Overestimation of precipitation frequency and duration while underestimating intensity, that is, the “drizzling” bias, has been a long-standing problem of global climate models. Here we explore this issue from the perspective of precipitation partitioning. We found that most models in the Climate Model Intercomparison Project Phase 5 (CMIP5) have high convective-to-total precipitation (PC/PR) ratios in low latitudes. Convective precipitation has higher frequency and longer duration but lower intensity than non-convective precipitation in many models. As a result, the high PC/PR ratio contributes to the “drizzling” bias over low latitudes. The PC/PR ratio and associated “drizzling” bias increase as model resolution coarsens from 0.5° to 2.0°, but the resolution's effect weakens as the grid spacing increases from 2.0° to 3.0°. Some of the CMIP6 models show reduced “drizzling” bias associated with decreased PC/PR ratio. Thus, more reasonable precipitation partitioning, along with finer model resolution should alleviate the “drizzling” bias within current climate models.
The intensification of extreme precipitation under anthropogenic forcing is robustly projected by global climate models, but highly challenging to detect in the observational record. Large internal variability distorts this anthropogenic signal. Models produce diverse magnitudes of precipitation response to anthropogenic forcing, largely due to differing schemes for parameterizing subgrid-scale processes. Meanwhile, multiple global observational datasets of daily precipitation exist, developed using varying techniques and inhomogeneously sampled data in space and time. Previous attempts to detect human influence on extreme precipitation have not incorporated model uncertainty, and have been limited to specific regions and observational datasets. Using machine learning methods that can account for these uncertainties and capable of identifying the time evolution of the spatial patterns, we find a physically interpretable anthropogenic signal that is detectable in all global observational datasets. Machine learning efficiently generates multiple lines of evidence supporting detection of an anthropogenic signal in global extreme precipitation.
The hydrologic cycle in California is strongly influenced by wet-season (November–April) precipitation. Here, we demonstrate the existence of an influential mode of North Pacific atmospheric pressure variability that regulates wet-season precipitation variability over both northern and southern California. This mode, named as the “California precipitation mode” (CPM), is statistically distinct from other well-known modes of pressure variability such as the Pacific-North American pattern. In addition to controlling wet-season mean precipitation, positive days of the CPM coincide with up to 90% of the extreme (>99th percentile) precipitation days and 76% of detected atmospheric rivers (ARs) days, while the negative days correspond with 60% of the dry days. CMIP6 models capture the CPM remarkably well, including its statistical separation from the other well-known modes of pressure variability. The models also reproduce the CPM's strong association with California wet-season precipitation, giving confidence in the models’ dynamics relating to regional hydrologic extremes. However, the models also exhibit biases in regional hydrologic extremes. The CPM is a useful way to understand the origins of those biases and select the more credible models for further analysis: Models with unrealistically strong gradients in the CPM pressure pattern generally oversimulate larger wet extremes and produce excessively long dry intervals in the historical period. Thus the hydrologic biases can be traced to the particular aspects of North Pacific atmospheric dynamics.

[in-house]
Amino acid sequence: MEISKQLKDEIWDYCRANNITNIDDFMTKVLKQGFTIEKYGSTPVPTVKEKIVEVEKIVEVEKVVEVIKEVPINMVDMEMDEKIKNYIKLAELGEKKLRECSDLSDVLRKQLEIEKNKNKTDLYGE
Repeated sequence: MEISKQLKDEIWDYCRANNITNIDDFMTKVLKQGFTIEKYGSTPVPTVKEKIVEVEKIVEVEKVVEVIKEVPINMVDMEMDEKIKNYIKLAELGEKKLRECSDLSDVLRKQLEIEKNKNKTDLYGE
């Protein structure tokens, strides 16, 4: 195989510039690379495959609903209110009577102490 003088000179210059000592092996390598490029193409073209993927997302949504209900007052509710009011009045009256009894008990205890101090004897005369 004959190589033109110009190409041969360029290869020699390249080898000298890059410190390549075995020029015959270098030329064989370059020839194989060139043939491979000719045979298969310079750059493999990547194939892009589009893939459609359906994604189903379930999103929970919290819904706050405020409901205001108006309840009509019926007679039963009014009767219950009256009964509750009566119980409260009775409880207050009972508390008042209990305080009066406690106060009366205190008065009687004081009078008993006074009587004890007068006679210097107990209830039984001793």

Daily and subdaily precipitation extremes in historical phase 6 of the Coupled Model Intercomparison Project (CMIP6) simulations are evaluated against satellite-based observational estimates. Extremes are defined as the precipitation amount exceeded every x years, ranging from 0.01 to 10, encompassing the rarest events that are detectable in the observational record without noisy results. With increasing temporal resolution there is an increased discrepancy between models and observations: for daily extremes, the multimodel median underestimates the highest percentiles by about a third, and for 3-hourly extremes by about 75% in the tropics. The novelty of the current study is that, to understand the model spread, we evaluate the 3D structure of the atmosphere when extremes occur. In midlatitudes, where extremes are simulated predominantly explicitly, the intuitive relationship exists whereby higher-resolution models produce larger extremes (r = −0.49), via greater vertical velocity. In the tropics, the convective fraction (the fraction of precipitation simulated directly from the convective scheme) is more relevant. For models below 60% convective fraction, precipitation amount decreases with convective fraction (r = −0.63), but above 75% convective fraction, this relationship breaks down. In the lower-convective-fraction models, there is more moisture in the lower troposphere, closer to saturation. In the higher-convective-fraction models, there is deeper convection and higher cloud tops, which appears to be more physical. Thus, the low-convective models are mostly closer to the observations of extreme precipitation in the tropics, but likely for the wrong reasons. These intermodel differences in the environment in which extremes are simulated hold clues into how parameterizations could be modified in general circulation models to produce more credible twenty-first-century projections.